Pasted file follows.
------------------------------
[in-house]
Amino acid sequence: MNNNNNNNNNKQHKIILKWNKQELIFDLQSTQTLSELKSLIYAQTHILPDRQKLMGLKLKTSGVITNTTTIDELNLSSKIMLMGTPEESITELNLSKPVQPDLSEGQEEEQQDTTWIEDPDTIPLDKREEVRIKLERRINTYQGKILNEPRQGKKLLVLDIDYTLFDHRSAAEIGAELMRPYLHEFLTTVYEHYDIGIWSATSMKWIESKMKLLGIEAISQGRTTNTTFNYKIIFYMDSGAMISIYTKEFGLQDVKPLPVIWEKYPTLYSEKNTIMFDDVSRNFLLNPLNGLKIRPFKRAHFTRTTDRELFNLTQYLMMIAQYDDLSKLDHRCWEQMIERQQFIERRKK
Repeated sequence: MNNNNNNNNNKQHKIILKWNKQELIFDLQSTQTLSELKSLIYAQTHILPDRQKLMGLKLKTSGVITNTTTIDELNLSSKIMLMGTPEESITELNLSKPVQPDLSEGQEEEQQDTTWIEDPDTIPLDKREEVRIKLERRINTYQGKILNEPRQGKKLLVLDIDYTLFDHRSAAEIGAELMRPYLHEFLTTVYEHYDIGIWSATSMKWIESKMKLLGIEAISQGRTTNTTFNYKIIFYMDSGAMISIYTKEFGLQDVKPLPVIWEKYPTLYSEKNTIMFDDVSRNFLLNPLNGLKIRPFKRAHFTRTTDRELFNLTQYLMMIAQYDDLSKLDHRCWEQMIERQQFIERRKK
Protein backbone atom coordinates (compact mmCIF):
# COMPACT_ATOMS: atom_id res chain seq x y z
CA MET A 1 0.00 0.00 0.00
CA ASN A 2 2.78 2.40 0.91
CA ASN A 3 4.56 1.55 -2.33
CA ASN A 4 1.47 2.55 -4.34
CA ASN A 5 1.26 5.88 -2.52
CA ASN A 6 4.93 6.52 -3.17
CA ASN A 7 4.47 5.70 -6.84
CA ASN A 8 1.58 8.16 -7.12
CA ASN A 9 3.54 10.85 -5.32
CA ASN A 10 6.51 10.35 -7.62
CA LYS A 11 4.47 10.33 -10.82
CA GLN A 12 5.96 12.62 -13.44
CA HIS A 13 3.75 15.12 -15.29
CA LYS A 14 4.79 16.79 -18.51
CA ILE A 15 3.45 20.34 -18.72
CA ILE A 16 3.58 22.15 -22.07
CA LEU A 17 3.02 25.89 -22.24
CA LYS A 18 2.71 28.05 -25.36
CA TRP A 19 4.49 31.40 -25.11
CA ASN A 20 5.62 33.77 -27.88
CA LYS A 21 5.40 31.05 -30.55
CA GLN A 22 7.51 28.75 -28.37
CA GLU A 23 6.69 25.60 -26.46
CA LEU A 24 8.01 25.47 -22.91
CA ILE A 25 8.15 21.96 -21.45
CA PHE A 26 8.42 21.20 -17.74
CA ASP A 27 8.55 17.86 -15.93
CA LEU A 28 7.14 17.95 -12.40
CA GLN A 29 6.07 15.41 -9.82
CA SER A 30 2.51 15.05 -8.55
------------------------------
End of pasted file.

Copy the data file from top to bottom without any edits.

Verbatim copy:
[in-house]
Amino acid sequence: MNNNNNNNNNKQHKIILKWNKQELIFDLQSTQTLSELKSLIYAQTHILPDRQKLMGLKLKTSGVITNTTTIDELNLSSKIMLMGTPEESITELNLSKPVQPDLSEGQEEEQQDTTWIEDPDTIPLDKREEVRIKLERRINTYQGKILNEPRQGKKLLVLDIDYTLFDHRSAAEIGAELMRPYLHEFLTTVYEHYDIGIWSATSMKWIESKMKLLGIEAISQGRTTNTTFNYKIIFYMDSGAMISIYTKEFGLQDVKPLPVIWEKYPTLYSEKNTIMFDDVSRNFLLNPLNGLKIRPFKRAHFTRTTDRELFNLTQYLMMIAQYDDLSKLDHRCWEQMIERQQFIERRKK
Repeated sequence: MNNNNNNNNNKQHKIILKWNKQELIFDLQSTQTLSELKSLIYAQTHILPDRQKLMGLKLKTSGVITNTTTIDELNLSSKIMLMGTPEESITELNLSKPVQPDLSEGQEEEQQDTTWIEDPDTIPLDKREEVRIKLERRINTYQGKILNEPRQGKKLLVLDIDYTLFDHRSAAEIGAELMRPYLHEFLTTVYEHYDIGIWSATSMKWIESKMKLLGIEAISQGRTTNTTFNYKIIFYMDSGAMISIYTKEFGLQDVKPLPVIWEKYPTLYSEKNTIMFDDVSRNFLLNPLNGLKIRPFKRAHFTRTTDRELFNLTQYLMMIAQYDDLSKLDHRCWEQMIERQQFIERRKK
Protein backbone atom coordinates (compact mmCIF):
# COMPACT_ATOMS: atom_id res chain seq x y z
CA MET A 1 0.00 0.00 0.00
CA ASN A 2 2.78 2.40 0.91
CA ASN A 3 4.56 1.55 -2.33
CA ASN A 4 1.47 2.55 -4.34
CA ASN A 5 1.26 5.88 -2.52
CA ASN A 6 4.93 6.52 -3.17
CA ASN A 7 4.47 5.70 -6.84
CA ASN A 8 1.58 8.16 -7.12
CA ASN A 9 3.54 10.85 -5.32
CA ASN A 10 6.51 10.35 -7.62
CA LYS A 11 4.47 10.33 -10.82
CA GLN A 12 5.96 12.62 -13.44
CA HIS A 13 3.75 15.12 -15.29
CA LYS A 14 4.79 16.79 -18.51
CA ILE A 15 3.45 20.34 -18.72
CA ILE A 16 3.58 22.15 -22.07
CA LEU A 17 3.02 25.89 -22.24
CA LYS A 18 2.71 28.05 -25.36
CA TRP A 19 4.49 31.40 -25.11
CA ASN A 20 5.62 33.77 -27.88
CA LYS A 21 5.40 31.05 -30.55
CA GLN A 22 7.51 28.75 -28.37
CA GLU A 23 6.69 25.60 -26.46
CA LEU A 24 8.01 25.47 -22.91
CA ILE A 25 8.15 21.96 -21.45
CA PHE A 26 8.42 21.20 -17.74
CA ASP A 27 8.55 17.86 -15.93
CA LEU A 28 7.14 17.95 -12.40
CA GLN A 29 6.07 15.41 -9.82
CA SER A 30 2.51 15.05 -8.55